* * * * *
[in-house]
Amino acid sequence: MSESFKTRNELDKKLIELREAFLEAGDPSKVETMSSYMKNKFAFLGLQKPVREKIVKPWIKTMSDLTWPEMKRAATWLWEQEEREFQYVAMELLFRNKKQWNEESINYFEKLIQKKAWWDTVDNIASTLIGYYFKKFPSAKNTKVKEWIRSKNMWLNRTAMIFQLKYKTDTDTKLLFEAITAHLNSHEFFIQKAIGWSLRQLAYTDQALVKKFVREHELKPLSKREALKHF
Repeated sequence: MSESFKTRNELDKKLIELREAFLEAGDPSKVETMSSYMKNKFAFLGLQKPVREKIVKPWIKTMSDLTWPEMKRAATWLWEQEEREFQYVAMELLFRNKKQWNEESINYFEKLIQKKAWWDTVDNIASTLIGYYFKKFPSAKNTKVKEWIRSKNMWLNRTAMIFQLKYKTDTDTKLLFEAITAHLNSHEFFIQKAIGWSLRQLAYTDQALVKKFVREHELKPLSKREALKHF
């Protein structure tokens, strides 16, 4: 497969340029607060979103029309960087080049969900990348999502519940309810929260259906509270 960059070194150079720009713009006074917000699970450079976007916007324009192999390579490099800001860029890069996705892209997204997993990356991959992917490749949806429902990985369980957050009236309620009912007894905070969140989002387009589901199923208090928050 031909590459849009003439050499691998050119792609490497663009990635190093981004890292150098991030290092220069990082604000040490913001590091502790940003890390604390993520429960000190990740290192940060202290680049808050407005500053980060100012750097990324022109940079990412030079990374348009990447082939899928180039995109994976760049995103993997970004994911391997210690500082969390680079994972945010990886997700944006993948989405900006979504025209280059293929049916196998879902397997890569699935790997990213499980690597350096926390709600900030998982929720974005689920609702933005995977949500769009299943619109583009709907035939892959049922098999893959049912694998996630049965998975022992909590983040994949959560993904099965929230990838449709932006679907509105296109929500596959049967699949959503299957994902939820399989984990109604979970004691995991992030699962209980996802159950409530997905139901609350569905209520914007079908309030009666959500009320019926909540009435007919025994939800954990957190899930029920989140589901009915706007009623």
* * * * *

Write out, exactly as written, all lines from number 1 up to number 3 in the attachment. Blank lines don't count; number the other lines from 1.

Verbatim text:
[in-house]
Amino acid sequence: MSESFKTRNELDKKLIELREAFLEAGDPSKVETMSSYMKNKFAFLGLQKPVREKIVKPWIKTMSDLTWPEMKRAATWLWEQEEREFQYVAMELLFRNKKQWNEESINYFEKLIQKKAWWDTVDNIASTLIGYYFKKFPSAKNTKVKEWIRSKNMWLNRTAMIFQLKYKTDTDTKLLFEAITAHLNSHEFFIQKAIGWSLRQLAYTDQALVKKFVREHELKPLSKREALKHF
Repeated sequence: MSESFKTRNELDKKLIELREAFLEAGDPSKVETMSSYMKNKFAFLGLQKPVREKIVKPWIKTMSDLTWPEMKRAATWLWEQEEREFQYVAMELLFRNKKQWNEESINYFEKLIQKKAWWDTVDNIASTLIGYYFKKFPSAKNTKVKEWIRSKNMWLNRTAMIFQLKYKTDTDTKLLFEAITAHLNSHEFFIQKAIGWSLRQLAYTDQALVKKFVREHELKPLSKREALKHF